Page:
Not long after he’d been up this morning, Aedan announced that he had to poop. We haven’t moved into town yet, so this means that we have to put on our boots, our coats, our hats, grab a headlamp or a flashlight, and trudge to the outhouse. As we cross the porch, I glance at the thermometer: -25 celcius. My nose tingles; the exposed skin of my face stings. I realize my new parka might not cut it this winter. Our boots squeak on the hard-packed snow that leads us to the outhouse. I help Aedan get his pants down, help him get up on the pink foam seat. I hold the light over him because he is afraid of the dark. We wait. After a moment, he looks up at me and says “the poop’s not ready.”

We head back into the house and proceed with breakfast. Soon, he announces that he thinks the poop is ready. This time, Paul takes him out. They’re back after only a minute or two. Still not ready. We go through this a half dozen times, each time with the boots, the coats, the hats, on and off. I’m getting tired of this. I can’t shake the chill, my tea has gone cold. I imagine it’s no fun for Aedan, either.

But the seventh time I take him out, standing in the dark encouraging him to just wait another minute and see if it happens, I hear an owl hooting in the distance. Hoo-hoo, hoo, hoo. I hold my breath, whisper to Aedan to listen. We hear it again, and again. And then I notice the complete absence of any other sound. I look up and I notice the pale ghost of last night’s aurora. I notice the bright, slender waning moon, the few stars that still hang in the sky. The silhouettes of bare trees. I exhale and I allow myself to slip into the noticing, to feel a moment’s gratitude for this outhouse that takes us out at times of the day and night when we’d otherwise stay tucked inside; this lifestyle that gives me chances to experience things I’d otherwise miss.

I don’t mean to romanticize it: I still grumble when I have to go out there in the winter time. And ushering my five year old out every twenty minutes over the course of the morning until he relaxes enough to poop is no great joy; but there are moments of beauty, if I stay open to them. This holds true for most aspects of life: always a faint glimmer of something beautiful, if you look hard enough.

What beauty will you notice today?

Mama Magic

When I was in my teens, I went through a witchcraft phase. I have a feeling I’m not alone in this. I would watch The Craft over and over on our pirated Pay Per View. I read books and websites about Wicca. I formed a short-lived coven with a couple of friends: we’d go into the woods in our neighbourhood and cast our little spells to have our crushes return our affections. I dreamt of growing up to have a little cabin in the forest, herbs drying in the rafters. I imagined people would come to me for simples and spells. I’d be weird and a loner and I’d have power.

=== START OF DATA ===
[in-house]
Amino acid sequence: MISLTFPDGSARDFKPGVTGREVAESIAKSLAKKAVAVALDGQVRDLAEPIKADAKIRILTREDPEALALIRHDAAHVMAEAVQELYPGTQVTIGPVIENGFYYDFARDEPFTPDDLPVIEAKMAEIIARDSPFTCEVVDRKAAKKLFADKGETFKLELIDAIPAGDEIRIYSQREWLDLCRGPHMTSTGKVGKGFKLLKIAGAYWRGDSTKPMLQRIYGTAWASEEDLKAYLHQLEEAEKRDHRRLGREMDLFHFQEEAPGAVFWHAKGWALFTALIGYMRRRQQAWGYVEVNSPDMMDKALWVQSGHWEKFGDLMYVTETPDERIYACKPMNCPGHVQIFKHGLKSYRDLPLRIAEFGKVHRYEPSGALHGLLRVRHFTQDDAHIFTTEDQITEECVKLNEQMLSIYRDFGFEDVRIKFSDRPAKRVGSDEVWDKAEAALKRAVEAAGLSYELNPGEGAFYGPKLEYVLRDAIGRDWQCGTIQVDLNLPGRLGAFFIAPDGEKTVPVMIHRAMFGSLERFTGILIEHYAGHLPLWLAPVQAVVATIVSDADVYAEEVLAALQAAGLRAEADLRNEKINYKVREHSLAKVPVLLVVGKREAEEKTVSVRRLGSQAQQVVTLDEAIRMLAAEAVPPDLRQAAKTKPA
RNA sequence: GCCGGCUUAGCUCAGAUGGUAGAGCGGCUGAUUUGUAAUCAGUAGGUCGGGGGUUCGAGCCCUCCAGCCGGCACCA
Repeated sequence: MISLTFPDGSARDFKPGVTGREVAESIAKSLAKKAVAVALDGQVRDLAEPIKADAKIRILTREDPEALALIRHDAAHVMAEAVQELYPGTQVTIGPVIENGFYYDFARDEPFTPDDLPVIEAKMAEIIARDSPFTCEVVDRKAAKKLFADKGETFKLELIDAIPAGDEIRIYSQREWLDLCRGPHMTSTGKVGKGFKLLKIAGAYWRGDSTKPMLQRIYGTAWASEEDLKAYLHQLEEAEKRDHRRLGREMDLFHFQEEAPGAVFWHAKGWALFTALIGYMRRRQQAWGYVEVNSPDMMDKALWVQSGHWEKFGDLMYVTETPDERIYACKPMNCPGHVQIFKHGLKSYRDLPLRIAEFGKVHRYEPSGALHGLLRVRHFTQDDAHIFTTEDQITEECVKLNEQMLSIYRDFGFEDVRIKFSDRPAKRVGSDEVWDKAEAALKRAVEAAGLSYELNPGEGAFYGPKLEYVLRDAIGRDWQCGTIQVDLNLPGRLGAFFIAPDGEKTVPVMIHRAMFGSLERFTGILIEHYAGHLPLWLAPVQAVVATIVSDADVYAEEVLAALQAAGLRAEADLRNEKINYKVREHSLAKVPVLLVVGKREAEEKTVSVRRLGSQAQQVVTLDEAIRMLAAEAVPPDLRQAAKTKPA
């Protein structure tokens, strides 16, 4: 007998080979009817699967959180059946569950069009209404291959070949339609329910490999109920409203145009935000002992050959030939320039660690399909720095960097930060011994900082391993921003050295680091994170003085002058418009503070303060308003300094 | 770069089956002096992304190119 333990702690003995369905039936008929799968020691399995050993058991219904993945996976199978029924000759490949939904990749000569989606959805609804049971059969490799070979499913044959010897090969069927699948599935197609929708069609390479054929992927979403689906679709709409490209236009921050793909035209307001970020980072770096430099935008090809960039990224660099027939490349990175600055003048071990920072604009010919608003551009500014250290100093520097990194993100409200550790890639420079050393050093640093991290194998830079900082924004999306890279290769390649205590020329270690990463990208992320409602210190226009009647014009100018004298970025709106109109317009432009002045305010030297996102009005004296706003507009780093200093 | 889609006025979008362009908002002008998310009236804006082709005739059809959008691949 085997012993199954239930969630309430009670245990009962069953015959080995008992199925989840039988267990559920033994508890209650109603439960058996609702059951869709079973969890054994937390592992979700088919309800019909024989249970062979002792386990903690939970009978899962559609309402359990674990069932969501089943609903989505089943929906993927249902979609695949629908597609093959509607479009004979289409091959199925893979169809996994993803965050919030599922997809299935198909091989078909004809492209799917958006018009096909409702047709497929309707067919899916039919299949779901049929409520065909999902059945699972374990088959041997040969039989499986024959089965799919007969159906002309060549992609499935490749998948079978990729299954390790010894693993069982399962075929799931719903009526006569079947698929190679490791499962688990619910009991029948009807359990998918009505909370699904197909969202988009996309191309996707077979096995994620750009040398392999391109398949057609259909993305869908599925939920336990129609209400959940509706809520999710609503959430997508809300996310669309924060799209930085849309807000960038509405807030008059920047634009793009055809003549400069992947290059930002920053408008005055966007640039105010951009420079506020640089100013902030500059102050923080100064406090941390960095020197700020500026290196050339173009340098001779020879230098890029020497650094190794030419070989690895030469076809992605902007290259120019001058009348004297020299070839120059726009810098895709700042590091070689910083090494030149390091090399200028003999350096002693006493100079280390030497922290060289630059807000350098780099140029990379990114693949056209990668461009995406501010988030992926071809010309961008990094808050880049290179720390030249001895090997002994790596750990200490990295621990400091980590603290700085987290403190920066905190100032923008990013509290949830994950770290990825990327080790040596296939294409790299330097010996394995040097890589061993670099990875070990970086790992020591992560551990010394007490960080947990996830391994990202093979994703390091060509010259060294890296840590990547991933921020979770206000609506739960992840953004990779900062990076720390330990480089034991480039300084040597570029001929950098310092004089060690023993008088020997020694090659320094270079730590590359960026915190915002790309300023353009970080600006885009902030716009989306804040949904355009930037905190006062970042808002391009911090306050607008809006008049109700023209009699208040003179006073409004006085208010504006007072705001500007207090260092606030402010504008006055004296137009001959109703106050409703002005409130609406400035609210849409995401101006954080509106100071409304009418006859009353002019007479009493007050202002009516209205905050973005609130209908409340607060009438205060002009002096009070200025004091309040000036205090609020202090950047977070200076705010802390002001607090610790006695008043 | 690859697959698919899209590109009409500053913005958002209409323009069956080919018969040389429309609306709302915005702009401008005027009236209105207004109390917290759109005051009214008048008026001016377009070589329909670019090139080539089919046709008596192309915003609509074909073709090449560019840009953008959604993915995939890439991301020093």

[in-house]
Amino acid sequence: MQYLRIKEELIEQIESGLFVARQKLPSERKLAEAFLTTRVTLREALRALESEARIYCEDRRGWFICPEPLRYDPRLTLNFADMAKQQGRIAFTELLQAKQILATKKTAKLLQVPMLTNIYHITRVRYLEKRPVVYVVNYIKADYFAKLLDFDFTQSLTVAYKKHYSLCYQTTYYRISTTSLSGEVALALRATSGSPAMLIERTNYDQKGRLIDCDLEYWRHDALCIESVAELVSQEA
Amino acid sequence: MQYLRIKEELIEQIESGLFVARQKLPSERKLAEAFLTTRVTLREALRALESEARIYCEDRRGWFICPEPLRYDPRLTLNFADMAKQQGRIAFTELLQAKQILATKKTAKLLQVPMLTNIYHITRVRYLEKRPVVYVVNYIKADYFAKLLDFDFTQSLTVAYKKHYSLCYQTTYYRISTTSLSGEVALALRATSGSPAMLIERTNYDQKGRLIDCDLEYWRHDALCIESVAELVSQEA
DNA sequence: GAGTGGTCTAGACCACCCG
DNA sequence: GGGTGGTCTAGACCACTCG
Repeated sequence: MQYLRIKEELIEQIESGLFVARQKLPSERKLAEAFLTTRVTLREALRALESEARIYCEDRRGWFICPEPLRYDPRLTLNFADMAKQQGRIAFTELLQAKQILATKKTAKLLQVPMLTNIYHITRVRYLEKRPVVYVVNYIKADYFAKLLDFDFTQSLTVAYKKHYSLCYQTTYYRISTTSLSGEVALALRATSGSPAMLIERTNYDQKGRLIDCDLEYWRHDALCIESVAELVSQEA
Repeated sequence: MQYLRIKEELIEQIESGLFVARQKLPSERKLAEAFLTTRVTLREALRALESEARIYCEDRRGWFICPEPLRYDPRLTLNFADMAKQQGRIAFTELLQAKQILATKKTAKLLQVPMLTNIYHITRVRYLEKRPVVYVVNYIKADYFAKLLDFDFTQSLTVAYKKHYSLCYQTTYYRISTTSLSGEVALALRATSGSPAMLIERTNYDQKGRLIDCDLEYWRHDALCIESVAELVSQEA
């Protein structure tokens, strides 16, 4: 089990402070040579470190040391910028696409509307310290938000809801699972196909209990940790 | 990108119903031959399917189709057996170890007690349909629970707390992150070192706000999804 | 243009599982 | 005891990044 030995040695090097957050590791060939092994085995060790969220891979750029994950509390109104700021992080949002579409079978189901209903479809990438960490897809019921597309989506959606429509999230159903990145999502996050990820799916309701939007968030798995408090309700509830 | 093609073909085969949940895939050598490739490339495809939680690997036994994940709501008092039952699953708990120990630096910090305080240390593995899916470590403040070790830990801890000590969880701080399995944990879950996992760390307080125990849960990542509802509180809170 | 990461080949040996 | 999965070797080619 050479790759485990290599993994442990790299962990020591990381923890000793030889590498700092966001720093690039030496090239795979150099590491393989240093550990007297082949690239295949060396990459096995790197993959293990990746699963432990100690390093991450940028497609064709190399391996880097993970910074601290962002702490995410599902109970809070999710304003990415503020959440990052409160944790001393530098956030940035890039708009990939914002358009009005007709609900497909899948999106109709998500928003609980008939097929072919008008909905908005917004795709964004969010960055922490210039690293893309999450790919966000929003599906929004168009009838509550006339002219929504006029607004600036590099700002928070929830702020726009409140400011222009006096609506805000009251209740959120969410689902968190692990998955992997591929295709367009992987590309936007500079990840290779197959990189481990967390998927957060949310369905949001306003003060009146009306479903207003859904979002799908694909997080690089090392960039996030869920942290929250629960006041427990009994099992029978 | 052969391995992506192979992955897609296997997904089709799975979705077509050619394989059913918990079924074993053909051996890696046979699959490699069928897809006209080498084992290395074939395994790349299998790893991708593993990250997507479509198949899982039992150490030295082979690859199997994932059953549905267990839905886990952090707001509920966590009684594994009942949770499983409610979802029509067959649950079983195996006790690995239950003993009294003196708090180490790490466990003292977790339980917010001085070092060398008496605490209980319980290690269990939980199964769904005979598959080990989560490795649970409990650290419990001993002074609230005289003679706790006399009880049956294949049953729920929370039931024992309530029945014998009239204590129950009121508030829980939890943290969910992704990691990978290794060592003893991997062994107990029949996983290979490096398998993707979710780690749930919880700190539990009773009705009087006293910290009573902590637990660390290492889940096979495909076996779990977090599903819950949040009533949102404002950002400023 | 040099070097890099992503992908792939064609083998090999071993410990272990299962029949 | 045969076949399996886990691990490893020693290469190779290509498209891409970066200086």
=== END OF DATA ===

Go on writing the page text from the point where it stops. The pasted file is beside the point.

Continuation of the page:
I’ve got the cabin in the woods, and sometimes there are even the drying herbs…but my power is one I never imagined for myself. It’s the power to soothe a crying babe with my voice alone. The power to heal a hurt with a kiss. When I gave birth to my first child, I was bestowed this strange power without even knowing it or ever asking for it. These children are enthralled with me, and I with them. They are my familiars, or perhaps I’m theirs.

There is a swirling flow of energy between the 4 of us; it feels impossible to break. The sour mood of one will affect the others until we’re all triggered, brooding under a dark cloud. But I have the power to dispel the cloud. I am the one who ultimately sets the tone. They look to me for their cues in our daily ritual. Each morning, I cast the circle we all dance in, I invoke the course of our day. If one didn’t get enough sleep, is lashing out, and the others retaliate, it’s for me to choose how it will go. Will I be triggered, too, and curse us all? Or will I be the benevolent one, choosing to remain steady through the storm? If I can manage to be the calm center, slowly I pull them back into me for shelter. I weild this power in the face of the powerlessness that comes with trying to navigate life with 3 very different, still developing little humans. It’s power over myself and my own reactions.

The rest of it, the power to heal with a kiss, the power to invite sleep with my presence alone, is all an illusion. It was those babies who bestowed on me this magic as each was born. And they’ll take it away as they grow older and leave our circle. It feels too big, sometime, too heavy, their intense need of me, of my body and my physical presence. But it’s transitory, I have to remember that when the need becomes overwhelming. At the end of these early years, they’ll comfort themselves, fall asleep in their own beds whispering their own secret stories, and what will I have left? Just the memory of magic, faded like dried herbs in a dusty glass jar.



Image via Flickr user Gabriel Roja Hruska